I have been diagnosed as having chronic bronchitis.  I have had many attacks both small and large, and have a rescue inhaler like Albuterol and a nebulizer for when the airways become too restricted and I have acute trouble breathing.  My doctor suggested that I stop smoking and the problem would clear up unless I had an allergic reaction.  He also suggested I do some research so I would completely understand this disease. I hope the material contained in this write-up will help to inform you on some aspects of chronic bronchitis. 

Causes

There are several causes of chronic bronchitis and the most important is smoking   Environmental pollution can also be a major cause.  Some smokers will not develop bronchitis and it can not be determined which smokers will contract it.  Chronic bronchitis is said to affect over 10% of the population in the United States.  Infections and allergies can exacerbate an attack of this disease.

There is evidence to show that it doesn't matter what the person's occupation is or what their lifestyle is like, smokers are always the highest risk group to develop chronic bronchitis.  People who work in a place where the dust concentrations are at an extremely high level, or at a place that has several fumes in the air, that may irritate the bronchial tubes, are also at high risk of developing bronchitis.  People who work in coal mines and those who work in such places like grain elevators, run a high risk of developing this disease.  Those who work at a foundry inhale a large quantity of sulphur dioxide due to the conditions of their workplace.  This causes the symptoms of chronic bronchitis to become worse as time goes on.

Complications

Individuals often neglect chronic bronchitis until it is at a more advanced state.  They mistakenly believe that this disease is not of a life-threatening nature.  By the time the patient finally goes to their physician, the lungs could have already been seriously damaged.  Then, the patient could face the danger of developing serious respiratory problems or heart failure.

Chronic bronchitis does not strike quickly.  In the winter, the person may be under the impression that their cold is cured, but, they may still be coughing and producing mucus in large amounts for weeks after the cold ends.  Smokers, which make up the largest group of those who get bronchitis, more frequently have a cough that most will try to pass off as being a smoker's cough.  But, as time progresses, they will suffer more damage to their lungs after each cold.  The production of phlegm increases after each cold.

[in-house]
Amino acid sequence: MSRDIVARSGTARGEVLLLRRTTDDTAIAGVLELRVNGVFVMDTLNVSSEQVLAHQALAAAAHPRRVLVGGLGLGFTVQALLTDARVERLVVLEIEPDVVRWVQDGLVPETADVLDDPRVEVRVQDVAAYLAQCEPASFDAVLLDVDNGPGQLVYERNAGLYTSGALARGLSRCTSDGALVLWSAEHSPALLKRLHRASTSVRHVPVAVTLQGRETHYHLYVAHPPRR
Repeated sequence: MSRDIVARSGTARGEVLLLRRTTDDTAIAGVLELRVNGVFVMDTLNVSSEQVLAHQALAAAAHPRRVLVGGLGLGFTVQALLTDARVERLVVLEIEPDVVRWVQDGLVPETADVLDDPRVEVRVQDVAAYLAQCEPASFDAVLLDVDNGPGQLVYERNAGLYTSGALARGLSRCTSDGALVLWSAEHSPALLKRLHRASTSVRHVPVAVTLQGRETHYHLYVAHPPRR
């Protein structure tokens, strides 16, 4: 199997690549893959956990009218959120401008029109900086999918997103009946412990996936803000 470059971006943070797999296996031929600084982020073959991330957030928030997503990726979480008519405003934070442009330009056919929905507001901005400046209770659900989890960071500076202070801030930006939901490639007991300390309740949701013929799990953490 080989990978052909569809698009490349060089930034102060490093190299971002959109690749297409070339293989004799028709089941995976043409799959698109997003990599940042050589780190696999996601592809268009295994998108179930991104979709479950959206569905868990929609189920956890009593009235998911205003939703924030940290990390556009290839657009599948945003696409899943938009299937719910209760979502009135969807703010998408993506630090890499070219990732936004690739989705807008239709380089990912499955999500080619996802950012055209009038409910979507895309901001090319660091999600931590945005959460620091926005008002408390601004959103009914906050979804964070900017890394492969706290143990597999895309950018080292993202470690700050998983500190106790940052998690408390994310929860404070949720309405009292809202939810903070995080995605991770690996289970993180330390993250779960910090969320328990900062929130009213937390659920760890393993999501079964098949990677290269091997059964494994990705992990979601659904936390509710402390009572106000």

Without realizing it, patients begin to take the coughing and mucus as a part of their daily life.  Soon, the symptoms are present all the time, before, during and after colds all year round.  Usually, the patient's cough is worse in the morning and in damp cold weather.  Patients may produce over an ounce of yellow mucous each day. (yuck

Other illnesses will complicate chronic bronchitis, such as, emphysema and pneumonia.  This form of bronchitis stems from COPD, which along with emphysema, asthma, and chronic bronchitis are one of the main causes of death in the United States.

Treatment

The treatment for this disease is mainly aimed at reducing the irritation in the bronchial tubes.  The use of antibiotic drugs has been helpful in the treatment of acute infections linked to chronic bronchitis.  However, most patients with this disease do not need to stay on antibiotics for long periods of time. 

Bronchodilator drugs are sometimes prescribed to help open up and relax the air passages in the lungs.  If these close up frequently, then the patient may be instructed to use an aerosol inhaler, such as Albuterol or a nebulizerCorticosteroids may also be used to reduce wheezing and breathing problems. 

Avoiding Irritants

People who suffer from chronic bronchitis need to remove as many sources that may cause irritation or infection to their sinuses, nasal cavity, and bronchial tubes, this includes smoking and second-hand smoke.

If the patient works in an environment where they are exposed to dust or fumes, their physician may suggest changing jobs or at least changing their work environment.  People with chronic bronchitis are encouraged to develop a plan for a healthy lifestyle that they will follow.  Improving the patient's general health helps to increase the body's resistance to infection.  A good health plan for those with this disease should include the following rules according to the American Lung Association: 

  • Avoid exposure to colds and influenza as much as possible, and avoid irritants such as second hand smoke or any other air pollutants.
  • See your doctor at the first signs of a cold or respiratory infection.
  • Follow a well balanced diet and try to maintain your ideal body weight.
  • Get regular exercise without tiring yourself too much.
  • Don't smoke.
  • Ask your doctor if you should get vaccinated against influenza and pneumonia.

Due to having chronic bronchitis and being a smoker, my doctor recommend that I use the Nicotrol Inhaler to aid in the cessation of smoking.  It helped me immensely.


Sources: Medline Plus. 21 Aug 2004 http://medlineplus.gov/
Margolis, Dr. Simeon. The Johns Hopkins Medical Handbook. : Rebus, Inc., 2000.

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